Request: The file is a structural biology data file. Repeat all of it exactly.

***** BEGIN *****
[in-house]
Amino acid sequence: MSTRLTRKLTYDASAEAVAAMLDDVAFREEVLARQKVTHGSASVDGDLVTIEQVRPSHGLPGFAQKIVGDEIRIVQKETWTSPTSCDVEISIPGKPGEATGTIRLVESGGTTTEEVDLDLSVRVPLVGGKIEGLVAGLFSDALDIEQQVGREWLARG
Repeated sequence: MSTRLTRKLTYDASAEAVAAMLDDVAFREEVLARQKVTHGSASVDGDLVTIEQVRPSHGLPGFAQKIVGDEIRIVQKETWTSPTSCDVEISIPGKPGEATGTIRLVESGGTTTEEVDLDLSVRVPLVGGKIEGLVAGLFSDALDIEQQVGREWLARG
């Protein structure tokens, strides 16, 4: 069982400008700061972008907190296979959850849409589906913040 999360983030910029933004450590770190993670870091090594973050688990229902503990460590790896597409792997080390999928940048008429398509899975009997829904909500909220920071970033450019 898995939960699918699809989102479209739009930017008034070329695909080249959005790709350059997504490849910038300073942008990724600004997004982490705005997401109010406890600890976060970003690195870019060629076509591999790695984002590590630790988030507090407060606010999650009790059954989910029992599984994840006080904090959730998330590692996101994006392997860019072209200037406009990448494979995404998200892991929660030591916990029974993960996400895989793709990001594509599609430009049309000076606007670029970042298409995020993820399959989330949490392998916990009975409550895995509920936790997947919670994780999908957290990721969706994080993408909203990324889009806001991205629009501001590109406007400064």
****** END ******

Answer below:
[in-house]
Amino acid sequence: MSTRLTRKLTYDASAEAVAAMLDDVAFREEVLARQKVTHGSASVDGDLVTIEQVRPSHGLPGFAQKIVGDEIRIVQKETWTSPTSCDVEISIPGKPGEATGTIRLVESGGTTTEEVDLDLSVRVPLVGGKIEGLVAGLFSDALDIEQQVGREWLARG
Repeated sequence: MSTRLTRKLTYDASAEAVAAMLDDVAFREEVLARQKVTHGSASVDGDLVTIEQVRPSHGLPGFAQKIVGDEIRIVQKETWTSPTSCDVEISIPGKPGEATGTIRLVESGGTTTEEVDLDLSVRVPLVGGKIEGLVAGLFSDALDIEQQVGREWLARG
């Protein structure tokens, strides 16, 4: 069982400008700061972008907190296979959850849409589906913040 999360983030910029933004450590770190993670870091090594973050688990229902503990460590790896597409792997080390999928940048008429398509899975009997829904909500909220920071970033450019 898995939960699918699809989102479209739009930017008034070329695909080249959005790709350059997504490849910038300073942008990724600004997004982490705005997401109010406890600890976060970003690195870019060629076509591999790695984002590590630790988030507090407060606010999650009790059954989910029992599984994840006080904090959730998330590692996101994006392997860019072209200037406009990448494979995404998200892991929660030591916990029974993960996400895989793709990001594509599609430009049309000076606007670029970042298409995020993820399959989330949490392998916990009975409550895995509920936790997947919670994780999908957290990721969706994080993408909203990324889009806001991205629009501001590109406007400064």